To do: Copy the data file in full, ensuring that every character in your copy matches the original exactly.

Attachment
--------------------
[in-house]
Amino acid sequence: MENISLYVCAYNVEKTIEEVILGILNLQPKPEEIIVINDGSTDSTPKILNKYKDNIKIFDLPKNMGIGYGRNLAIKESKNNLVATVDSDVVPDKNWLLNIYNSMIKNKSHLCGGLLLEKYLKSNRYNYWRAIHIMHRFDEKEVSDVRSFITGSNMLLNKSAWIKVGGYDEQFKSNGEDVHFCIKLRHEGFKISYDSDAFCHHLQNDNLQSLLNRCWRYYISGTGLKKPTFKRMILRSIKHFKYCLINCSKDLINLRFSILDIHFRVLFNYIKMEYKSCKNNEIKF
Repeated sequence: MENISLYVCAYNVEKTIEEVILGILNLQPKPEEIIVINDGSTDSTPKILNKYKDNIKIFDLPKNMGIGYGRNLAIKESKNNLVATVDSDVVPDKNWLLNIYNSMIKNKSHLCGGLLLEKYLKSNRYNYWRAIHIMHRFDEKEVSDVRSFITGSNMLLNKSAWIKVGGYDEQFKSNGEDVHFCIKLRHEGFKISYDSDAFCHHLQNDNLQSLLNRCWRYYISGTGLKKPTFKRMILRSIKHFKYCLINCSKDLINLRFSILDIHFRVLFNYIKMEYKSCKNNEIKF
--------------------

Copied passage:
[in-house]
Amino acid sequence: MENISLYVCAYNVEKTIEEVILGILNLQPKPEEIIVINDGSTDSTPKILNKYKDNIKIFDLPKNMGIGYGRNLAIKESKNNLVATVDSDVVPDKNWLLNIYNSMIKNKSHLCGGLLLEKYLKSNRYNYWRAIHIMHRFDEKEVSDVRSFITGSNMLLNKSAWIKVGGYDEQFKSNGEDVHFCIKLRHEGFKISYDSDAFCHHLQNDNLQSLLNRCWRYYISGTGLKKPTFKRMILRSIKHFKYCLINCSKDLINLRFSILDIHFRVLFNYIKMEYKSCKNNEIKF
Repeated sequence: MENISLYVCAYNVEKTIEEVILGILNLQPKPEEIIVINDGSTDSTPKILNKYKDNIKIFDLPKNMGIGYGRNLAIKESKNNLVATVDSDVVPDKNWLLNIYNSMIKNKSHLCGGLLLEKYLKSNRYNYWRAIHIMHRFDEKEVSDVRSFITGSNMLLNKSAWIKVGGYDEQFKSNGEDVHFCIKLRHEGFKISYDSDAFCHHLQNDNLQSLLNRCWRYYISGTGLKKPTFKRMILRSIKHFKYCLINCSKDLINLRFSILDIHFRVLFNYIKMEYKSCKNNEIKF